After an hour and a half of talks with Spanish Prime Minister José Luis Rodríguez Zapatero, conservative opposition leader Mariano Rajoy said he was no more optimistic about the peace process in the Basque region. According to newspaper reports, the government met with ETA last week, for the first time since the separatist group called a ceasefire earlier this year. The opposition leader said he had received no guarantees the government would conform to conditions imposed by the right on reaching consensus with the militants.
Mariano Rajoy said: “I heard of no new development that makes me more optimistic. Nobody confirmed to me there was a meeting with ETA. I do not think that ETA renounced anything either. And while the street violence continues, there should be no contact made with the terrorist group.” The Spanish newspaper reports came out on the same day separatists had set as a deadline, saying they would walk away from the peace process if no progress was made. But the media reported ETA, represented by leader Josu Ternera at the talks, assured the government it would maintain the ceasefire.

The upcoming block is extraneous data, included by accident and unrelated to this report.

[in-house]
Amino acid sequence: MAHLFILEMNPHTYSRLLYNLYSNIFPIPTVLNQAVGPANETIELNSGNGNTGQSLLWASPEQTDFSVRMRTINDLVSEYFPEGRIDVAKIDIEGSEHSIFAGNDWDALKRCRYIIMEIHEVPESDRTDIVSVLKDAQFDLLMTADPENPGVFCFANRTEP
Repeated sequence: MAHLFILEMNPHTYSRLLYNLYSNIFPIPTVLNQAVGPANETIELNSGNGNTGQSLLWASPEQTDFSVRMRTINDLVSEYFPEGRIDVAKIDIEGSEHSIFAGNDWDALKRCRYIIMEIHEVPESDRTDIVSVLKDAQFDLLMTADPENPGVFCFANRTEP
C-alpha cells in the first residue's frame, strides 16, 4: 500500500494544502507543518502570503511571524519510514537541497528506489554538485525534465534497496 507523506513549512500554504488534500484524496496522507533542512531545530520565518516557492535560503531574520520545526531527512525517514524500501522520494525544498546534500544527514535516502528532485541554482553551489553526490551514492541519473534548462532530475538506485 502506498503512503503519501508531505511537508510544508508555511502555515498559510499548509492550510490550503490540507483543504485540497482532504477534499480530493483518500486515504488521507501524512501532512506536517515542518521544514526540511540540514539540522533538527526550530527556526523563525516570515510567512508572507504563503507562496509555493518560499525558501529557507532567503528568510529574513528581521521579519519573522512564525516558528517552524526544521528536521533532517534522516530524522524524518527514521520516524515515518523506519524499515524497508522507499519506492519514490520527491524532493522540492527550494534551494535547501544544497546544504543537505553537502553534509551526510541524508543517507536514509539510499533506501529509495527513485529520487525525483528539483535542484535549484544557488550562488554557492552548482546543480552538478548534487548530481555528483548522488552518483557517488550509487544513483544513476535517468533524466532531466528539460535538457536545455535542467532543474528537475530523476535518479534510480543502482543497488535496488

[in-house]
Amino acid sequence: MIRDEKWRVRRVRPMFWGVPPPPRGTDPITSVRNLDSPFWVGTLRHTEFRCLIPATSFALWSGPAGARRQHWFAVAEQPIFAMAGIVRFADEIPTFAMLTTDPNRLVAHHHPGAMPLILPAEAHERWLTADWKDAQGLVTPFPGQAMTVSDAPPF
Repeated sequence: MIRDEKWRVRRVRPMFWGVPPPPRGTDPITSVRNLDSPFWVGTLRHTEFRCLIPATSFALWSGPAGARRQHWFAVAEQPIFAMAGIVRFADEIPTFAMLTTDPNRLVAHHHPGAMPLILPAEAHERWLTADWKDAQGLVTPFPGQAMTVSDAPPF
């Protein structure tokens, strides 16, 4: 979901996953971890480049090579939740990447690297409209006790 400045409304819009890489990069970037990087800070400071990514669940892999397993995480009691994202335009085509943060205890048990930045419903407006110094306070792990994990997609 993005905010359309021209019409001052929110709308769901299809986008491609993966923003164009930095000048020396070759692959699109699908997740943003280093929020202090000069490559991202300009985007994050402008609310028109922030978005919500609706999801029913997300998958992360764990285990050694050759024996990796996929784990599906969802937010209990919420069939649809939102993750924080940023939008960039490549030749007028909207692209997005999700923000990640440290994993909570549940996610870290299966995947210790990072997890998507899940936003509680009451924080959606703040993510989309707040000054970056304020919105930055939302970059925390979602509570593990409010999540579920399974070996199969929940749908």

Mariano Rajoy wants the group’s banned political ally, Batasuna, to be excluded from Basque elections, as well as from talks on the future structure of a Basque government, until ETA renounces violence. But the deputy prime minister Maria Teresa Fernandez de la Vega branded the conditions as “useless”. And police said that just in the past few days ETA supporters threw molotov cocktails at a bus and a cash machine. Fernandez de la Vega said in any case, any structural changes to the Basque region would need the agreement of the parliament.